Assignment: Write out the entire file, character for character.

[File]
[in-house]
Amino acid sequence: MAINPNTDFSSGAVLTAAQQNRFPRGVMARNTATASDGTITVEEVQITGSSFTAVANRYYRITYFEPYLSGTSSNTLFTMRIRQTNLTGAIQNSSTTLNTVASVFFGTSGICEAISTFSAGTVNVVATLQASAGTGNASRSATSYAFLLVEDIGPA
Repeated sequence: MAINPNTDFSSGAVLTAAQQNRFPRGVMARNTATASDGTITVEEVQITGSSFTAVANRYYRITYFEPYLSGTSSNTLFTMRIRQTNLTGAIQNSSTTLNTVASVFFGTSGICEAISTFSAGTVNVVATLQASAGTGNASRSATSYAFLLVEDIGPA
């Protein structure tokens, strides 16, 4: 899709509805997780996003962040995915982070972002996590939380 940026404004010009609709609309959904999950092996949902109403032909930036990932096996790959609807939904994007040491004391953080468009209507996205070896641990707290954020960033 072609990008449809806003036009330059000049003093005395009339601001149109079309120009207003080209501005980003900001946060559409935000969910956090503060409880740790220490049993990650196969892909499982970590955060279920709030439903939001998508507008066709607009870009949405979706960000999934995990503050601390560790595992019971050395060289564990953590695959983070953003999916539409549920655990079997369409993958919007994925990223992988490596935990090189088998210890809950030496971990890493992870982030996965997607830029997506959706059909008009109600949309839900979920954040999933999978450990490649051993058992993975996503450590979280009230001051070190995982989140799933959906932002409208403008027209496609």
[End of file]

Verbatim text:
[in-house]
Amino acid sequence: MAINPNTDFSSGAVLTAAQQNRFPRGVMARNTATASDGTITVEEVQITGSSFTAVANRYYRITYFEPYLSGTSSNTLFTMRIRQTNLTGAIQNSSTTLNTVASVFFGTSGICEAISTFSAGTVNVVATLQASAGTGNASRSATSYAFLLVEDIGPA
Repeated sequence: MAINPNTDFSSGAVLTAAQQNRFPRGVMARNTATASDGTITVEEVQITGSSFTAVANRYYRITYFEPYLSGTSSNTLFTMRIRQTNLTGAIQNSSTTLNTVASVFFGTSGICEAISTFSAGTVNVVATLQASAGTGNASRSATSYAFLLVEDIGPA
């Protein structure tokens, strides 16, 4: 899709509805997780996003962040995915982070972002996590939380 940026404004010009609709609309959904999950092996949902109403032909930036990932096996790959609807939904994007040491004391953080468009209507996205070896641990707290954020960033 072609990008449809806003036009330059000049003093005395009339601001149109079309120009207003080209501005980003900001946060559409935000969910956090503060409880740790220490049993990650196969892909499982970590955060279920709030439903939001998508507008066709607009870009949405979706960000999934995990503050601390560790595992019971050395060289564990953590695959983070953003999916539409549920655990079997369409993958919007994925990223992988490596935990090189088998210890809950030496971990890493992870982030996965997607830029997506959706059909008009109600949309839900979920954040999933999978450990490649051993058992993975996503450590979280009230001051070190995982989140799933959906932002409208403008027209496609």